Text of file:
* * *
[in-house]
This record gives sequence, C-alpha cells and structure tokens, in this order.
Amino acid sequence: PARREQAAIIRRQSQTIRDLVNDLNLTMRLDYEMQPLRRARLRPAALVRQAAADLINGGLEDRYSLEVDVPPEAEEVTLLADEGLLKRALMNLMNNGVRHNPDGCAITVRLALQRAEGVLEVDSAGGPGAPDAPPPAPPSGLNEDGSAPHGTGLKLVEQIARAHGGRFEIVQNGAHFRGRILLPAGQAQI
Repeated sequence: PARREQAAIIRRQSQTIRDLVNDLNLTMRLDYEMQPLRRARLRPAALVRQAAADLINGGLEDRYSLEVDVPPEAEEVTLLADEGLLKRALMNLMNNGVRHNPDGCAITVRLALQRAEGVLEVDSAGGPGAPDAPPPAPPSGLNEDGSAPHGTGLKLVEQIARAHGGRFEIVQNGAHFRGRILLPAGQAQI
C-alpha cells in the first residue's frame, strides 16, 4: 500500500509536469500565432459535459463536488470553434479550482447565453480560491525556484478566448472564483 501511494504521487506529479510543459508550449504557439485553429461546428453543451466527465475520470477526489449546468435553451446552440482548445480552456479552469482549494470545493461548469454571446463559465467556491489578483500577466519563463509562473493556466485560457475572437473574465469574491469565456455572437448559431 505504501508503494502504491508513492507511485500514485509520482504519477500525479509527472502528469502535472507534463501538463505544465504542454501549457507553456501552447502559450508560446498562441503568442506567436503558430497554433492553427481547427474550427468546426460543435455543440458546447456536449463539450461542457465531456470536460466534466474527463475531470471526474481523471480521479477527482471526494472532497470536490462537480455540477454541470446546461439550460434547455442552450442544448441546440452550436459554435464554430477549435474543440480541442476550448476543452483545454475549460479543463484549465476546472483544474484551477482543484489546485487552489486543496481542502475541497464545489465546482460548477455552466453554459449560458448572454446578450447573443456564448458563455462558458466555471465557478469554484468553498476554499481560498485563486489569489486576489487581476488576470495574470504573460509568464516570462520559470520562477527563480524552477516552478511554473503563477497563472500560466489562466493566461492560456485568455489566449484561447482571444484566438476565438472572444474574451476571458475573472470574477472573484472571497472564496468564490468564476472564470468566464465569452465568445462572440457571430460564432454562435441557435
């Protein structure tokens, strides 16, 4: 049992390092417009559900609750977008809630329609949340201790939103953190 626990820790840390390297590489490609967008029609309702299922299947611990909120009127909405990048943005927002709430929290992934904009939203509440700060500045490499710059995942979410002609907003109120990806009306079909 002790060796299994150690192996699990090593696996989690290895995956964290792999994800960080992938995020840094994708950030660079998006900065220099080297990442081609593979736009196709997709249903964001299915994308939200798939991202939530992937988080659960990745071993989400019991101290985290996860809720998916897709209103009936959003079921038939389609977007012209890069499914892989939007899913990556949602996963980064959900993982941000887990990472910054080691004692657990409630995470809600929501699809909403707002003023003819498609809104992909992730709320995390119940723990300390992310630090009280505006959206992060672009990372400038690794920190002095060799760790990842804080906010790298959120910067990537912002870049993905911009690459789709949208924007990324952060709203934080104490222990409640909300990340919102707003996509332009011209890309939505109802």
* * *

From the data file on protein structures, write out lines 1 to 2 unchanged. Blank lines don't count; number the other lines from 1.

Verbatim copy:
[in-house]
This record gives sequence, C-alpha cells and structure tokens, in this order.